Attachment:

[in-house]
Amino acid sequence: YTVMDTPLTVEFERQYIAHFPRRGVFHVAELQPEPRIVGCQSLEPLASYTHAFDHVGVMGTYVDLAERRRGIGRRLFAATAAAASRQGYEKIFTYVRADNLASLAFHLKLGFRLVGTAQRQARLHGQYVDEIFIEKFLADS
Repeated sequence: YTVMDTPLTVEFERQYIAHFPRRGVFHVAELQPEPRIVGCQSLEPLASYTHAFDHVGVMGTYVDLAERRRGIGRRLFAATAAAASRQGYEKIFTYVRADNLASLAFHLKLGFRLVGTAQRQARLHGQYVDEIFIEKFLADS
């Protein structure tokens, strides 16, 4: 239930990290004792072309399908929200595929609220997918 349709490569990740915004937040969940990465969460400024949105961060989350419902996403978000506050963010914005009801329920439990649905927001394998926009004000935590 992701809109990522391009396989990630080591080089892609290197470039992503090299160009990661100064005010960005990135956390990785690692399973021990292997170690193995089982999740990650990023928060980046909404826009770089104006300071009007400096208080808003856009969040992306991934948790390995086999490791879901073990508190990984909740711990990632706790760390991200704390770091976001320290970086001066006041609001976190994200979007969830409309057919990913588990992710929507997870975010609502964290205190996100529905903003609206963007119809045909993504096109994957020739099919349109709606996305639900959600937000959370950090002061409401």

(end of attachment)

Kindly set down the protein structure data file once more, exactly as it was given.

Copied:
[in-house]
Amino acid sequence: YTVMDTPLTVEFERQYIAHFPRRGVFHVAELQPEPRIVGCQSLEPLASYTHAFDHVGVMGTYVDLAERRRGIGRRLFAATAAAASRQGYEKIFTYVRADNLASLAFHLKLGFRLVGTAQRQARLHGQYVDEIFIEKFLADS
Repeated sequence: YTVMDTPLTVEFERQYIAHFPRRGVFHVAELQPEPRIVGCQSLEPLASYTHAFDHVGVMGTYVDLAERRRGIGRRLFAATAAAASRQGYEKIFTYVRADNLASLAFHLKLGFRLVGTAQRQARLHGQYVDEIFIEKFLADS
């Protein structure tokens, strides 16, 4: 239930990290004792072309399908929200595929609220997918 349709490569990740915004937040969940990465969460400024949105961060989350419902996403978000506050963010914005009801329920439990649905927001394998926009004000935590 992701809109990522391009396989990630080591080089892609290197470039992503090299160009990661100064005010960005990135956390990785690692399973021990292997170690193995089982999740990650990023928060980046909404826009770089104006300071009007400096208080808003856009969040992306991934948790390995086999490791879901073990508190990984909740711990990632706790760390991200704390770091976001320290970086001066006041609001976190994200979007969830409309057919990913588990992710929507997870975010609502964290205190996100529905903003609206963007119809045909993504096109994957020739099919349109709606996305639900959600937000959370950090002061409401």